I got married on December 26th and the actual date was hailed as the coldest 12/26 in 75 years.
The day started with a fight between my mother and me about my choice of eye shadow. Stupid, right?
It went downhill after that.
I'd decided to walk myself down the aisle instead of choosing between my father and stepfather. Neither would capitulate to the other and they didn't want to "share" me. My decision almost left me parentless at the wedding.
The Priest had a serious and obvious case of conjunctivitis and no one wanted to receive communion from him, esp. when we all saw him rubbing his eyes throughout the ceremony.
The pinkeye must have challenged his memory because he forgot about the readings I'd chosen and the people I'd chosen to do them, and read his own choices, leaving my friends in the ecclesiastic dust.
The Parish didn't allow rice to be thrown for good luck, but did allow birdseed, so I'd made hundreds of little linen packets filled with seeds that guests could open and then toss for good luck, with the added gift that the birds would get fed. Why the Church thought there would be any birds present on my wedding day, the coldest day in 75 years, is a mystery, but... Some guests ( not my side of the wedding) thought it was hysterical to toss the whole packets at us, ending with me being bruised and battered before we got to the reception.
Not funny at all.
On to the reception.
Remember that fight about the eyeshadow? It escalated when my mother found out she was sitting on the left side of the room. She wanted to be on the right. Why? Who the heck knows. She was in the throws of menopause and the hormones were making her nuts.
My stepfather fought with the DJ because he said the music was too loud. It wasn't.
My father fought with the DJ because he didn't like the music. Too bad.
My husband of an hour fought with the photographer ( who really was a pain in the butt) because he kept interrupting us whenever we tried to visit out guests.
My grandmother fought with the wait staff. She thought the food was over cooked and under-salted. It wasn't. But she'd been nipping from everyone's champagne glasses at her table, so....
One of my step-uncles, the one that family legend had it was an enforcer for the local mob boss, had a gun tucked into his waistband and made sure the wait staff saw it and knew it was loaded. He also moved his chair to a space where he could sit with his back to a wall and case the entrance way to the ballroom.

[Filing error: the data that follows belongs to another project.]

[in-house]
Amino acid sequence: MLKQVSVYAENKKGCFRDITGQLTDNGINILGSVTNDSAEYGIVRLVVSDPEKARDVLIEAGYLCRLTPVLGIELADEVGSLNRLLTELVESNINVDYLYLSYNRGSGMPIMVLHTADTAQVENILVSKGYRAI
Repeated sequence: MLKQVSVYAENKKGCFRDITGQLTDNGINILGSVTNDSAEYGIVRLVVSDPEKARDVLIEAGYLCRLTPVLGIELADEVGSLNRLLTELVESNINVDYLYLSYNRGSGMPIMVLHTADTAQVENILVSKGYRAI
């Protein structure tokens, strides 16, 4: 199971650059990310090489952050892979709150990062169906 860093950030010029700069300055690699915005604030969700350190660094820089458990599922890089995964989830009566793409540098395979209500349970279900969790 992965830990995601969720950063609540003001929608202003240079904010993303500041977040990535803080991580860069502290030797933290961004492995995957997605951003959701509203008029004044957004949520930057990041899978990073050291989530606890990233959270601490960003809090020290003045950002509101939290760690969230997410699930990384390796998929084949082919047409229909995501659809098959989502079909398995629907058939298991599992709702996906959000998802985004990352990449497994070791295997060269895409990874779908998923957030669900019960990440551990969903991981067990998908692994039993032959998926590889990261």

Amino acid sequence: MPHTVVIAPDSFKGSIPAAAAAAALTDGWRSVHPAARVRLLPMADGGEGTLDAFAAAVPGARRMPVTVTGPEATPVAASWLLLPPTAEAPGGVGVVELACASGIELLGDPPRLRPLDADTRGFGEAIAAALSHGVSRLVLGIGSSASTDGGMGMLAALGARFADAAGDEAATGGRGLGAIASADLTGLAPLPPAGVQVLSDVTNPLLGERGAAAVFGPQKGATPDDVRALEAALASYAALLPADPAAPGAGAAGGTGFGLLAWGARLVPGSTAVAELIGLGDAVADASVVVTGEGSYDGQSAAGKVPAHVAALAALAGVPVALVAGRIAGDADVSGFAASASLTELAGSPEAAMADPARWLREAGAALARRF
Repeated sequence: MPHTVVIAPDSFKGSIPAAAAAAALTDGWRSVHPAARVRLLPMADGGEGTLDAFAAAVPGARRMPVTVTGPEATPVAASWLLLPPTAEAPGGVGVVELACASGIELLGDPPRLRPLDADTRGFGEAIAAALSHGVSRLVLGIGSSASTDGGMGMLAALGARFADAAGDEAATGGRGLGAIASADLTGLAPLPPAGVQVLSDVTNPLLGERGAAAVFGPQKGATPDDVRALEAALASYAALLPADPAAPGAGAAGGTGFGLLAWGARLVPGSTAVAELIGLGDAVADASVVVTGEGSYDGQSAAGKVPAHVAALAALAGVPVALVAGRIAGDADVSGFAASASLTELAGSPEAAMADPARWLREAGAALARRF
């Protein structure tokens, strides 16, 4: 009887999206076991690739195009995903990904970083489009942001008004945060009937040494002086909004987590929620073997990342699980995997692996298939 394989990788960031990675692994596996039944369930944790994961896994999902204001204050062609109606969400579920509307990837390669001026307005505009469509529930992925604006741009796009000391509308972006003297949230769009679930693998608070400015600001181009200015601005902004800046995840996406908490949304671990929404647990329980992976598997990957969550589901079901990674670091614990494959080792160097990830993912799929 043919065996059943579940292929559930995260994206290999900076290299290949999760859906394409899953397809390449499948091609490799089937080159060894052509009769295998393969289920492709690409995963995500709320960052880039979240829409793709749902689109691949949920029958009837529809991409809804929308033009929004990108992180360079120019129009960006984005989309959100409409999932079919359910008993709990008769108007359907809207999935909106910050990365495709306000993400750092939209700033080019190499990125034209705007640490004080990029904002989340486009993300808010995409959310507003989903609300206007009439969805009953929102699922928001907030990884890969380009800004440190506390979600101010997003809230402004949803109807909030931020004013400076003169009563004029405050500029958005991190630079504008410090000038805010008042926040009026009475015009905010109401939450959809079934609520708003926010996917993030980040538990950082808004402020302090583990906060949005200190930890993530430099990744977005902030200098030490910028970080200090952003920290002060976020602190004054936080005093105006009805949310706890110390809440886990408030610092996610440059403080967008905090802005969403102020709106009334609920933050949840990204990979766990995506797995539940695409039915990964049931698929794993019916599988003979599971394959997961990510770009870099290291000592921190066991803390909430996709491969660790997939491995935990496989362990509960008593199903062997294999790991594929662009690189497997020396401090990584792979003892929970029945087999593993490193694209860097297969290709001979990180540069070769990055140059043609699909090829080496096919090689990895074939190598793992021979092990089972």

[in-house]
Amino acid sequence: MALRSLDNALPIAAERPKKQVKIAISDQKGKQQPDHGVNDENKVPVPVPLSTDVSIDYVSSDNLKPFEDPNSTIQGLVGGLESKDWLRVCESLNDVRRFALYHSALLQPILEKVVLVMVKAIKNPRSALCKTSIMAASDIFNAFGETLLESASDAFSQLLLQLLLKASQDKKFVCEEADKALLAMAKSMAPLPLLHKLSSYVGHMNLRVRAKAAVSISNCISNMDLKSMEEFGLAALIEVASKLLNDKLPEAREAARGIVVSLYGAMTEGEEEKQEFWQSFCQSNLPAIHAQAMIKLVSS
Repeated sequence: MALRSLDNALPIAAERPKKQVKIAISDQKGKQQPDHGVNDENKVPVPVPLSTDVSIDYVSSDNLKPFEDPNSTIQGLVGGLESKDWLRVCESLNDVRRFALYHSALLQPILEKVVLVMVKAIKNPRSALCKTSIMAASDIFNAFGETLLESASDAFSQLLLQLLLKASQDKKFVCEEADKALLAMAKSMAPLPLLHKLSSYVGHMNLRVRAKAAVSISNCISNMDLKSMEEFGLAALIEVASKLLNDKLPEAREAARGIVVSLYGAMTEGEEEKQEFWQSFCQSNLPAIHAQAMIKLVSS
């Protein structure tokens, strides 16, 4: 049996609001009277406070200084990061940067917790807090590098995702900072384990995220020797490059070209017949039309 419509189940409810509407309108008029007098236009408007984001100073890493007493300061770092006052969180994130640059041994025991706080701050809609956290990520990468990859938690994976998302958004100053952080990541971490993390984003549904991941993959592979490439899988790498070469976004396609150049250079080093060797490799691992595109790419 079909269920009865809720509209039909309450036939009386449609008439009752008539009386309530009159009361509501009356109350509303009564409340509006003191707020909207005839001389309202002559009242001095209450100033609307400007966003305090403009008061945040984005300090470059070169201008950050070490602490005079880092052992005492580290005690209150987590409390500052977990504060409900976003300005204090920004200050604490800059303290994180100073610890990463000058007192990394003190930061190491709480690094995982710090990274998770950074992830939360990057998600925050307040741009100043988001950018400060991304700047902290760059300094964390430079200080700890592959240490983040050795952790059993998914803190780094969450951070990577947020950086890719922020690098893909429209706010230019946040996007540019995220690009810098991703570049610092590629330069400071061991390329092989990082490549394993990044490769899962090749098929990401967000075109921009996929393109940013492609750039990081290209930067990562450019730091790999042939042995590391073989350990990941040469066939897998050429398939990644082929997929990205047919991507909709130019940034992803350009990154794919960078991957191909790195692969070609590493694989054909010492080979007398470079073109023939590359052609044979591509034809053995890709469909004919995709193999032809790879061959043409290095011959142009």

Use your imagination on why he did that.
I'd purchased little 4 packs of Godiva chocolates for favors for everyone and had placed a box each at every place setting. My step cousins very loudly complained the candy tasted "cheap." This started an argument between my menopausal mother and her equally hormone-raging sisters-in-law and their children about manners.
It didn't end well.
By the time we got to the cake - chocolate buttercream frosted with chocolate cake and Swiss mousse for filling, tensions were so high in the ballroom, I seriously wondered if an Animal House-like food fight was due to erupt.
All in all, I couldn't wait to leave the reception and wished hubby and I had flown to Vegas for the weekend and gotten married by an Elvis-clone like I'd wanted.
30+ years later and we are still - miraculously - together.
I love fictional weddings so much better.
When I write a fictional wedding I am in control of everything that happens. There are no surprises, no mistakes, no petty and pointless bickering.
Not unless I want there to be.
If you've ever read any of my San Valentino books, you'll recognize a few of the characters from my actual relatives above. Hey, write what you know, right?
My latest book series, A MATCH MADE IN HEAVEN, deals with weddings, family, forgiveness, and those relationships that make our lives the interesting ones they are.
Until next month, dear readers ~ Peg